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I was recently in the presence of a small group of fellow female coaches and I felt the familiar twang of feeling like I’m “not enough.”
Have you ever felt that way?
The edge of that feeling of inadequacy and insecurity has dulled over time, but it is a longtime friend of mine and I’m no stranger to that common experience among women of feeling like an imposter.
In this particular experience, I was struck by the feeling because while I was among colleagues and collaborators it occurred more as if I were amongst competitors.
While this is surely not the first time nor will it be the last time, I feel this way in a group, what was different is that I wasn’t “in charge” of this particular gathering.
It wasn’t my event.
I wasn’t facilitating.
I wasn’t relating to myself as the leader of it.
Which is fuel for my story that I should just go along with the flow rather than cause an uncomfortable moment of dissent in the group.
This is a valuable lesson still for me and for many folks I speak with.
We always get to be a leader in any environment we choose to put ourselves in, as long as we choose to relate to ourselves in that way.
In any regard, I took off my leader hat in this particular gathering and watched in growing discomfort and disinterest as one after the next of my colleagues shared their accolades like they were reading off of their resumes.
When it came to my turn, I’m sure I partook in similar fashion, but for the most part, noticed I was already checked out because I had made a previous decision in my head that these weren’t my people.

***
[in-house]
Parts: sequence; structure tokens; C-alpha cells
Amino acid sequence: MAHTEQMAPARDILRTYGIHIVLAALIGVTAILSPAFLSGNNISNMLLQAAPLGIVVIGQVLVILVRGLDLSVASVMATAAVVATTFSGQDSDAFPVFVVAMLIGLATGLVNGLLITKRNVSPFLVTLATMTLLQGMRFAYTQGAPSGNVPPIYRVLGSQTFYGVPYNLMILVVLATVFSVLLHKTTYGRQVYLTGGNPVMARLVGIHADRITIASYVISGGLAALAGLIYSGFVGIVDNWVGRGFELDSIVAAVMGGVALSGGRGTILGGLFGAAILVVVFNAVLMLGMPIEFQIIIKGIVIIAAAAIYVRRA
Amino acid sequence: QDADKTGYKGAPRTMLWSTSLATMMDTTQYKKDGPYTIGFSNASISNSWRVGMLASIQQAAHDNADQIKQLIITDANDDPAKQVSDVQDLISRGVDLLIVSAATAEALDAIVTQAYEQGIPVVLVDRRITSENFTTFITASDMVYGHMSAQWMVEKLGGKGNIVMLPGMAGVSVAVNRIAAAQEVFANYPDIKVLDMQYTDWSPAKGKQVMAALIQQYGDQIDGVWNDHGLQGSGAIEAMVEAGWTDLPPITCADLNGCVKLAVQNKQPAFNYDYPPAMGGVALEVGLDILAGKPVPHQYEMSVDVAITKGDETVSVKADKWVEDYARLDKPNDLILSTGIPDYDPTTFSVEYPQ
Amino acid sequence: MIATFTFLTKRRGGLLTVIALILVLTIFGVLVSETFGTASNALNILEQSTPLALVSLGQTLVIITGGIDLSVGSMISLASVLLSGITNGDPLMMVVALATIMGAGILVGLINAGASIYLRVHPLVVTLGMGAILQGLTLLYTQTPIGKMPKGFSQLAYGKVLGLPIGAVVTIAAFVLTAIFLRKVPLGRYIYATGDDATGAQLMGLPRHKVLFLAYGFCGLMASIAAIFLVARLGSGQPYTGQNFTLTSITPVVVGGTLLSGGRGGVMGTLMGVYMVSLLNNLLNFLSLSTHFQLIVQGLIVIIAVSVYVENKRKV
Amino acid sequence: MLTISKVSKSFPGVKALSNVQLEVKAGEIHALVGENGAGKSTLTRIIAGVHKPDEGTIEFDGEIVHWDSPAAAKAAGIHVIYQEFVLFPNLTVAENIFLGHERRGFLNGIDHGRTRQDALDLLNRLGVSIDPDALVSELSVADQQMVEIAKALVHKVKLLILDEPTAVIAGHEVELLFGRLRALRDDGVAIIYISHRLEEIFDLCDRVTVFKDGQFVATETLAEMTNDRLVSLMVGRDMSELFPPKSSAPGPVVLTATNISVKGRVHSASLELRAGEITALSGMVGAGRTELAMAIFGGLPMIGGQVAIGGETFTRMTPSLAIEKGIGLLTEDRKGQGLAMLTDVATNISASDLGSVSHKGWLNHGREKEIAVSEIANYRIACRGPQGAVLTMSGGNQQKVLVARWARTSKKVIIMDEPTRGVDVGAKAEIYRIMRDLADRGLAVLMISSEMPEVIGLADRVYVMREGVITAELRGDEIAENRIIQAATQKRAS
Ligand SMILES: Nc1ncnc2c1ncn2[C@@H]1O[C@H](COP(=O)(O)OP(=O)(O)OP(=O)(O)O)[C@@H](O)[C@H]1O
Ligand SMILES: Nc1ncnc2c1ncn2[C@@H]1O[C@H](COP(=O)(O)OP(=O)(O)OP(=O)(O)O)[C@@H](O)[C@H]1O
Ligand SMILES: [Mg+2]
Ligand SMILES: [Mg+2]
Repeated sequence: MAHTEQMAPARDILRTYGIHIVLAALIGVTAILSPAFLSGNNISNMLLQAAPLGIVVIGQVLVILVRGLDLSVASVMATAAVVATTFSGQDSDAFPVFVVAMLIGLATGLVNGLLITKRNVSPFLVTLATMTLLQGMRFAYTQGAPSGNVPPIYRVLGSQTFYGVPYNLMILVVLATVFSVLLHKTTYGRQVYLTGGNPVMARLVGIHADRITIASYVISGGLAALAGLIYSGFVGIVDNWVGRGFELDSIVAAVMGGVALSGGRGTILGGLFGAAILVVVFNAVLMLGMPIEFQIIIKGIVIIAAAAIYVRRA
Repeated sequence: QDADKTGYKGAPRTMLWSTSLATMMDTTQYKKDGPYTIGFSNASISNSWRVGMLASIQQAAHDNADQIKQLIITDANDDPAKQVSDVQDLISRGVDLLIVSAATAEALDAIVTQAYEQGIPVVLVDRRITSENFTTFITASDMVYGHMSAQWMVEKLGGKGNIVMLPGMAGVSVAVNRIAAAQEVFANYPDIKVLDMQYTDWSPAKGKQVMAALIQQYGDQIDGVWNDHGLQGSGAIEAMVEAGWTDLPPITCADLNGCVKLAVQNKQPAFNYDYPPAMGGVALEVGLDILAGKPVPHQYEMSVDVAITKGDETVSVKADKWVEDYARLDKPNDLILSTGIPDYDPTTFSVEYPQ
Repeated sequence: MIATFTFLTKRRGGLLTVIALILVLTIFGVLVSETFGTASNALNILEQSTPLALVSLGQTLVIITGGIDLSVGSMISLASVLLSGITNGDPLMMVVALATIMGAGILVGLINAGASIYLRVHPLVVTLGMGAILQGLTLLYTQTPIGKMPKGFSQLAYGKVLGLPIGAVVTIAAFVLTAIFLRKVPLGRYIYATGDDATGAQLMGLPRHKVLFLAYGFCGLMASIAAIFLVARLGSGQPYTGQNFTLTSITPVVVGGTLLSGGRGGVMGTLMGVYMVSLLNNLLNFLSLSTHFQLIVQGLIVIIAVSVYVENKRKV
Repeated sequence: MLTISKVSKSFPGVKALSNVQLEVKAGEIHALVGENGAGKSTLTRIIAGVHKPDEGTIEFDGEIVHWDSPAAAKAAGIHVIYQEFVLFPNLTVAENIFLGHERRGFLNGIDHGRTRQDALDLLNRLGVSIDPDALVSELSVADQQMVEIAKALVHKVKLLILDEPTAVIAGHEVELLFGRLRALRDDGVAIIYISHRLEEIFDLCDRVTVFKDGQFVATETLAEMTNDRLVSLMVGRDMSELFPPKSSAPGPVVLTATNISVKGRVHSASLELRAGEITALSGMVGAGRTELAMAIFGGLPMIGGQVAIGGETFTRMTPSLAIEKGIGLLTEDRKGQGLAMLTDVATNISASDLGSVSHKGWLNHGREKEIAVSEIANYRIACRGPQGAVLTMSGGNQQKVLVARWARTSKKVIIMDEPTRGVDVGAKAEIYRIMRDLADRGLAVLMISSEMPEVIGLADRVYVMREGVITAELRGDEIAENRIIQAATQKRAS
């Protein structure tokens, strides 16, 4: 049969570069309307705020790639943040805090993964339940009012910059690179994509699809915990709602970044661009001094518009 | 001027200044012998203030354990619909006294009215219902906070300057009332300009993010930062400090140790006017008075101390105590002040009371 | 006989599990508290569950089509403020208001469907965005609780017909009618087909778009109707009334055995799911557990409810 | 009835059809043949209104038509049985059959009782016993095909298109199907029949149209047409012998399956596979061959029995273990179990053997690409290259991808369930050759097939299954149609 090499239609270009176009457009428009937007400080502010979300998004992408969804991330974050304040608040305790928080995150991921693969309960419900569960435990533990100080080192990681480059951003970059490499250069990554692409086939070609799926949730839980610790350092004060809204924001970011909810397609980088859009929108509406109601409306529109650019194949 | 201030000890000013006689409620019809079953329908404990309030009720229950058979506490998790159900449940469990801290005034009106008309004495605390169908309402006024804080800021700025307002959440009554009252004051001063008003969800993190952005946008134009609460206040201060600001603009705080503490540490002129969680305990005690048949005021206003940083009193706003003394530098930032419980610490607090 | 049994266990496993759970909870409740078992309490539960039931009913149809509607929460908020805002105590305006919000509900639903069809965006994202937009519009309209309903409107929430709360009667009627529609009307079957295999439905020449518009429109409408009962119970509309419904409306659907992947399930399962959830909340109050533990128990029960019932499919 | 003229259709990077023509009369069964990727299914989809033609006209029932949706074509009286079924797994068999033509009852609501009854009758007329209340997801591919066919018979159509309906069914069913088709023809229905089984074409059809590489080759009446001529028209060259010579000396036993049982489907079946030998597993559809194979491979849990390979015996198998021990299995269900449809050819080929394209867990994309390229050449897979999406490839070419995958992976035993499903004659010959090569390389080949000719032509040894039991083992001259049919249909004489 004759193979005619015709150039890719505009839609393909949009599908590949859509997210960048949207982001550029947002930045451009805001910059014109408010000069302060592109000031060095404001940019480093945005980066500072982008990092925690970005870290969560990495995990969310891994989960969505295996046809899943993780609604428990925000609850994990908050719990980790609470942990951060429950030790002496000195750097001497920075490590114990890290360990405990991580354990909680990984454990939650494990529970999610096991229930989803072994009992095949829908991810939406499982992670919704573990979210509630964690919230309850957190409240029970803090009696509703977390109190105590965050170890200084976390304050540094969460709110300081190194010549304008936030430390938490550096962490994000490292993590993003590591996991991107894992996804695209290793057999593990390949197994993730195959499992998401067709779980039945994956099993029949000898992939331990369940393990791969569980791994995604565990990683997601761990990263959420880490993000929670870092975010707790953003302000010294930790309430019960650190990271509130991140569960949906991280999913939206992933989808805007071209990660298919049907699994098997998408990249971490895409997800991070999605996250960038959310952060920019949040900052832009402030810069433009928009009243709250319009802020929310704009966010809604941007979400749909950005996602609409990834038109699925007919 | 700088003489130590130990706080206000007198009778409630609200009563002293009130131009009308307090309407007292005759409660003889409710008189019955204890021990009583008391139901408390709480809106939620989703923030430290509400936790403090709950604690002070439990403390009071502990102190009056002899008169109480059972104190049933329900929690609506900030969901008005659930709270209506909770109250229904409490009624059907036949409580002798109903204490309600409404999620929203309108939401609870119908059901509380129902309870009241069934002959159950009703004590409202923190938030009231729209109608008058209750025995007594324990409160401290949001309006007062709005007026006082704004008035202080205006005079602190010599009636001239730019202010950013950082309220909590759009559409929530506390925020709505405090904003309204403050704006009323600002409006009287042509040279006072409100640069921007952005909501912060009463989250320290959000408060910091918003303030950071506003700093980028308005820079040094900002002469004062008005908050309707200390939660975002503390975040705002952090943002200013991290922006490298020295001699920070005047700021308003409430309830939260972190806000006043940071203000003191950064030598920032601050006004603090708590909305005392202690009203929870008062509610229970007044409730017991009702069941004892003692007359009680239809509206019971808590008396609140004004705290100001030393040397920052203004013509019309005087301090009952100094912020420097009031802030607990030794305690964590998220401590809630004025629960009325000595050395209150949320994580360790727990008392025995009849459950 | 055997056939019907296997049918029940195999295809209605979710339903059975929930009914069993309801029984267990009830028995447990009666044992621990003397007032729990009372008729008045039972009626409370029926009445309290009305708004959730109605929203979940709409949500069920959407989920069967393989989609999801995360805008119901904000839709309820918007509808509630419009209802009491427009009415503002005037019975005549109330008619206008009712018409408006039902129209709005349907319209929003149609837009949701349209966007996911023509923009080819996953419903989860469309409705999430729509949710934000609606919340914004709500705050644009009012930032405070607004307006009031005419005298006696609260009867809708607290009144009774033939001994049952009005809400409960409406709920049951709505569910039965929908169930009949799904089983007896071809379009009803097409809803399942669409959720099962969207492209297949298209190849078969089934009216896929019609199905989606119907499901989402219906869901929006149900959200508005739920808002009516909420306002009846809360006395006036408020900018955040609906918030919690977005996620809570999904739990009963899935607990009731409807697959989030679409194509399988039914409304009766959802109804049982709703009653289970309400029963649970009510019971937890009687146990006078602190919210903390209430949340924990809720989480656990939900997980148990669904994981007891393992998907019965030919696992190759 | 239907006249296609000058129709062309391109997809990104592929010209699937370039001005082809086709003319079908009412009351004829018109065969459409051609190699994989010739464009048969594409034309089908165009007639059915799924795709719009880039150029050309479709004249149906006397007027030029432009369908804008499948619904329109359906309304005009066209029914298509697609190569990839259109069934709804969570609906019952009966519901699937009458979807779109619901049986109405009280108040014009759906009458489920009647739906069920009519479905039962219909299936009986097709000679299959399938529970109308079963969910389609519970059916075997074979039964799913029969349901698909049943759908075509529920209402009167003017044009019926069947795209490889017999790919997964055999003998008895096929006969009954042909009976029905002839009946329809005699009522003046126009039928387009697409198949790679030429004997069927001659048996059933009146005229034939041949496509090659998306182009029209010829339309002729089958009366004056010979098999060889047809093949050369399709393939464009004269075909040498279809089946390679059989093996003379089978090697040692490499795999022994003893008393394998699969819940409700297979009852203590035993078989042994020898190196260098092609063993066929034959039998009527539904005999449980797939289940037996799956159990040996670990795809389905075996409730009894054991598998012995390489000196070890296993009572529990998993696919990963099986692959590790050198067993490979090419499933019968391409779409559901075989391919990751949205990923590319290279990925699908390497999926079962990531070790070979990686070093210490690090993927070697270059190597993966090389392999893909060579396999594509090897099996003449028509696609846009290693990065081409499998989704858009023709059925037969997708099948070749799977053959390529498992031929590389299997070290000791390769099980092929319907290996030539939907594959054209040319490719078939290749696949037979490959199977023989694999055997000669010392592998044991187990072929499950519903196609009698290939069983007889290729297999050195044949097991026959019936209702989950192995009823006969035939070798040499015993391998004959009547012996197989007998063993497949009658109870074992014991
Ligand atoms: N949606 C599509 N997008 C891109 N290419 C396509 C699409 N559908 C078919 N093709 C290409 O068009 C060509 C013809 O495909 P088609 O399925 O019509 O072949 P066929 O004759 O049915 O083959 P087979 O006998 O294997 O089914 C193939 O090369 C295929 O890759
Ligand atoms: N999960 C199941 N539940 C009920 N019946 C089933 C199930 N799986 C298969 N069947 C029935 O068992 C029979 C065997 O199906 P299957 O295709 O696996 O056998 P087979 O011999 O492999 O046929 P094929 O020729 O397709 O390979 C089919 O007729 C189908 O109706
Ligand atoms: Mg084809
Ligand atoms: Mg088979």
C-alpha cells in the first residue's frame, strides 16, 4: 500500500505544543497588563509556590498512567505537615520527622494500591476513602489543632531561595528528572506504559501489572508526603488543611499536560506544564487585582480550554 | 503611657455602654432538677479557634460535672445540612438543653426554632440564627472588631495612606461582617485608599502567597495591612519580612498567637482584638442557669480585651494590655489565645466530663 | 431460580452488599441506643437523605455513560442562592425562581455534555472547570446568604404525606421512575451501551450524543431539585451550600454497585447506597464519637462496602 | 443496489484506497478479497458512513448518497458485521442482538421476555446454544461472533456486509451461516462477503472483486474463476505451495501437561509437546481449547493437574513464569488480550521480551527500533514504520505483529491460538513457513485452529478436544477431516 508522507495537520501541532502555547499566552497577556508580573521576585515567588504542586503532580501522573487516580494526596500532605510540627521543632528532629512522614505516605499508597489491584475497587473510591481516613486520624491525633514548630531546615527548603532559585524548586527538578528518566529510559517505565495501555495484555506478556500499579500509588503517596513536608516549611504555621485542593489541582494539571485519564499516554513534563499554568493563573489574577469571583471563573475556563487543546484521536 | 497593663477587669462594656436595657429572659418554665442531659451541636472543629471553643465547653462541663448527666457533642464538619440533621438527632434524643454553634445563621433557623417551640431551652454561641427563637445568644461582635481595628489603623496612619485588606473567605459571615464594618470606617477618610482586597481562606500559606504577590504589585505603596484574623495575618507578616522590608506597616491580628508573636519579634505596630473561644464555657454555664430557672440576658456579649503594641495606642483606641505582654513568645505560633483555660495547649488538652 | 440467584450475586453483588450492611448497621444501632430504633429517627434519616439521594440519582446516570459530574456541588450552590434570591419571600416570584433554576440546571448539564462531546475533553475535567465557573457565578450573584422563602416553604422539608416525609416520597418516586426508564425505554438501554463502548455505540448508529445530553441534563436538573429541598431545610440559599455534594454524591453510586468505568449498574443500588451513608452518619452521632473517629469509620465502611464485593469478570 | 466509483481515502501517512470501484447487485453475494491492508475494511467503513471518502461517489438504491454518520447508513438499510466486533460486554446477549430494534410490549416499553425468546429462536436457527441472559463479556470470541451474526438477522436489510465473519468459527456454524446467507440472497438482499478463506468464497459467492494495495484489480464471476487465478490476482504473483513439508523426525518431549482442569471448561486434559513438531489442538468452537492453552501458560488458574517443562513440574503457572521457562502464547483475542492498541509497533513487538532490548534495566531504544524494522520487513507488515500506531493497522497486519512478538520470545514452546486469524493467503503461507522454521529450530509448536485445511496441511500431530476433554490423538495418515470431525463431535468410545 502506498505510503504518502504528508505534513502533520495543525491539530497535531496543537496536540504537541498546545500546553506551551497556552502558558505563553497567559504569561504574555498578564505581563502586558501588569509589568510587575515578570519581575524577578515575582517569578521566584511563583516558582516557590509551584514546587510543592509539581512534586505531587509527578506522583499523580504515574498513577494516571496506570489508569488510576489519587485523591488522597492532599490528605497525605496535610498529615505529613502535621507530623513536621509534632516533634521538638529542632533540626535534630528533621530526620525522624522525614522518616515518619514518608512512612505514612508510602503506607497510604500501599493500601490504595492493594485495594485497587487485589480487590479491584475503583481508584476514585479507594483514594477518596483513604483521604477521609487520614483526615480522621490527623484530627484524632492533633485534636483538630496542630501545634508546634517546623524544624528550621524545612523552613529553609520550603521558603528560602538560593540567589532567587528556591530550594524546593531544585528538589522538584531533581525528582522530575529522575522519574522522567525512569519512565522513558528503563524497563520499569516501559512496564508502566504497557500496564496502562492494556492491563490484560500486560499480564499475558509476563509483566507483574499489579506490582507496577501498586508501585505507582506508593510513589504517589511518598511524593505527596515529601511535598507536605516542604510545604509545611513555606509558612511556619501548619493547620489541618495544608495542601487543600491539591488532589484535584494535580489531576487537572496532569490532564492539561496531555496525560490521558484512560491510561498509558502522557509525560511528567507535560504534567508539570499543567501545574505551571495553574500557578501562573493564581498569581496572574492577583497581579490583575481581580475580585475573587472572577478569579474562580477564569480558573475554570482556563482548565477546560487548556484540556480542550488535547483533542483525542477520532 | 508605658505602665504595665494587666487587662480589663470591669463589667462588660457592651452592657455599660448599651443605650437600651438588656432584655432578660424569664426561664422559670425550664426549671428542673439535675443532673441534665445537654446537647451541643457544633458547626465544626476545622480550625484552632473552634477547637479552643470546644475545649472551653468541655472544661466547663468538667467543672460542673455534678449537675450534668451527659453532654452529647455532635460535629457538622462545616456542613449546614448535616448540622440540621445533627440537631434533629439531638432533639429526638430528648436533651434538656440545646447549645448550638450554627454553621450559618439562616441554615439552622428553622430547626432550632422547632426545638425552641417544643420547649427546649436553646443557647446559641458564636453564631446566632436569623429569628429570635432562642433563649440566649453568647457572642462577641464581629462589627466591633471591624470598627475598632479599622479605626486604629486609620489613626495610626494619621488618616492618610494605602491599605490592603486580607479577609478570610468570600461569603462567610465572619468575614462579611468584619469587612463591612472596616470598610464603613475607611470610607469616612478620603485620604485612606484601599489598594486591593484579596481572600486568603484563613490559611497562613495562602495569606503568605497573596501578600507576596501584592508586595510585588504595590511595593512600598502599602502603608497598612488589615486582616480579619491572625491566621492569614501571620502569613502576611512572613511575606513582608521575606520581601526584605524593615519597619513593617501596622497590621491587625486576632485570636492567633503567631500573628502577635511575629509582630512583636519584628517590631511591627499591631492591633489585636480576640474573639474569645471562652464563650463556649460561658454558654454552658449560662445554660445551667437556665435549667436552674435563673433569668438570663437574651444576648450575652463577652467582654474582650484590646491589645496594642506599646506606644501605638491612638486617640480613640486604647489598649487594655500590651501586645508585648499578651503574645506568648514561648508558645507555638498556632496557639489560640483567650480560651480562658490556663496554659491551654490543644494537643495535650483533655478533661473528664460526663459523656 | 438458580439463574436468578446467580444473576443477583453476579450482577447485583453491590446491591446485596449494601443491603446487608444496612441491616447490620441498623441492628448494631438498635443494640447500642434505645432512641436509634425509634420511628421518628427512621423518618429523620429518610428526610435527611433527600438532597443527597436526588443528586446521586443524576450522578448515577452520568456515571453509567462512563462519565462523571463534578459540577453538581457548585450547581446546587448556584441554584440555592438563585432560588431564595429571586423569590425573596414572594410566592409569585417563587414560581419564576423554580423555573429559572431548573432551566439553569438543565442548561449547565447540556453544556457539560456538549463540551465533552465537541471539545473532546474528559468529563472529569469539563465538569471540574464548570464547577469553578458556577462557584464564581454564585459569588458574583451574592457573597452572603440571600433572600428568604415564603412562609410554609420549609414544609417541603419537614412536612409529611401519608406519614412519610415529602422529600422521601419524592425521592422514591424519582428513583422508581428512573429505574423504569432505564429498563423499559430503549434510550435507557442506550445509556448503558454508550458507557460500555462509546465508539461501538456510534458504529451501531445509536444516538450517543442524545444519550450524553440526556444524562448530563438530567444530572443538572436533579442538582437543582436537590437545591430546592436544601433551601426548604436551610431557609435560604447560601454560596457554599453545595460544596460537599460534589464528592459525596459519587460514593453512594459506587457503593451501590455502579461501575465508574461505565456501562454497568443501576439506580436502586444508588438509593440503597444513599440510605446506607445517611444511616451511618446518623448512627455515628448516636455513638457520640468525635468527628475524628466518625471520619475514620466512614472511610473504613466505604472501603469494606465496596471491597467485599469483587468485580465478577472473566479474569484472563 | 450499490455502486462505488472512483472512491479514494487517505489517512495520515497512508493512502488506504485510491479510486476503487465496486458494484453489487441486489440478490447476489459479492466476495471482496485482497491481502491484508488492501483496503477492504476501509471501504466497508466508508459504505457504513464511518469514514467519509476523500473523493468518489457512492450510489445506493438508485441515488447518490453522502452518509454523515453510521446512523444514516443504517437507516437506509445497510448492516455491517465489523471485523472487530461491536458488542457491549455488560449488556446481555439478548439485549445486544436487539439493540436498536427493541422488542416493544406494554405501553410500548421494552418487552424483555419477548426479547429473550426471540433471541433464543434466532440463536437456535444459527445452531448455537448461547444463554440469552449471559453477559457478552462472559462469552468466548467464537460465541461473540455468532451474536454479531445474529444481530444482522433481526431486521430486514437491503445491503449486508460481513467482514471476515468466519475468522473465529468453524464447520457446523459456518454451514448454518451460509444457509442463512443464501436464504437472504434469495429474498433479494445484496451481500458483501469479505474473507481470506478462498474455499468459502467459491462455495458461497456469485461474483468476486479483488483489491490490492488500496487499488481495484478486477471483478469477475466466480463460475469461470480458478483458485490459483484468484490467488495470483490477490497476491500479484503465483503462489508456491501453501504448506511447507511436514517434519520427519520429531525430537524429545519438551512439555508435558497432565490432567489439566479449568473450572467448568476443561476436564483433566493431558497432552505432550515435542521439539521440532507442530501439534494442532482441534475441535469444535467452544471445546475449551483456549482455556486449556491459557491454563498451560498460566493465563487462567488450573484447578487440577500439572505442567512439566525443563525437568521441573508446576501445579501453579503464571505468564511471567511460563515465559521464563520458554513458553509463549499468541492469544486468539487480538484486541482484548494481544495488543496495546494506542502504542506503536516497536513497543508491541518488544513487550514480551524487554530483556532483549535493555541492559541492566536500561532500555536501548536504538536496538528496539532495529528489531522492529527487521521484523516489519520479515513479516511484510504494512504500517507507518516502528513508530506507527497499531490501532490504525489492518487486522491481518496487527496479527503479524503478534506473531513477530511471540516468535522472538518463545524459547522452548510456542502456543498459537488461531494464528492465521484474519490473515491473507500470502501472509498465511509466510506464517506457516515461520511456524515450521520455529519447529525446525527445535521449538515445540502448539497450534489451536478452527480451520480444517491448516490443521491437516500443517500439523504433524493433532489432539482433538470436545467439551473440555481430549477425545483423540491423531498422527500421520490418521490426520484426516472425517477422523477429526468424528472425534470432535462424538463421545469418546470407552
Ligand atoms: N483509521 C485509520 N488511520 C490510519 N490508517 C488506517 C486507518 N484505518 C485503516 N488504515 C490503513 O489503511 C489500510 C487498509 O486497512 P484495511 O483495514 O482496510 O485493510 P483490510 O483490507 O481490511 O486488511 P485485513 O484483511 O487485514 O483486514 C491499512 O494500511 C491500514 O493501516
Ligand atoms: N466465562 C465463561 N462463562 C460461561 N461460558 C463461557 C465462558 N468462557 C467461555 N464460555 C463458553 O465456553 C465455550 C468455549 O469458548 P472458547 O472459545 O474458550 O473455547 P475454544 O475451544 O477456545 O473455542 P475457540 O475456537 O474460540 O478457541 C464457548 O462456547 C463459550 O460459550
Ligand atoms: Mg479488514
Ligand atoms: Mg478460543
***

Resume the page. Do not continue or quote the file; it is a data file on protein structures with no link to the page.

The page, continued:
That being surrounded by stuffy, resume-driven professionals was simply not my cup of tea.
Now, please don’t get me wrong. The point of this post is much more about me and what I could have done differently than how the others showed up.
It’s always easier to shine the light over there, isn’t it?
But at the end of the day, we’re the one with the power switch.
Had this been my gathering, I surely would have taken seriously my role of facilitator by setting the context for the gathering and setting the foundation by modeling the level of intimacy and vulnerability that is my superpower to bring to most gatherings I’m a part of.
What I took away from this experience, however, is that it only takes one individual to lean into their edge and share vulnerably, to get out of the stuffiness of their own head and share from a connected and grounded, heart-centered place.
I wish I had leaned more into being vulnerable and switched up that day, but I didn’t.
**It only takes one person to share vulnerably in a gathering to set the foundation for everyone to open up.
** It only takes one person who is willing to allow themselves to be seen in order to see.
**In romantic relationships, it only takes one person to feel vulnerable and express their hurt versus defaulting to that comfortable, he said, she said, place.
**It only takes one person to break the norms of competition over collaboration and remember that there is more than enough for all of us.
**It only takes one family member at the Thanksgiving table to shift the table conversation from one of family gossip to one of gratitude.
**And it only takes one woman entrepreneur to own outloud her experience of feeling like the imposter to create the space for a more connected and authentic conversation for everyone
I learned this lesson the hard way this time.
For all the occasions in which I’ve been able to lean into being authentic and vulnerable, I will never be able to take back not having been able to that day.
But I have learned this lesson, that you can be sure of.
And next time, well next time, you can guarantee, I will be leaning in. I have all of you to hold me to it.
To being the “one”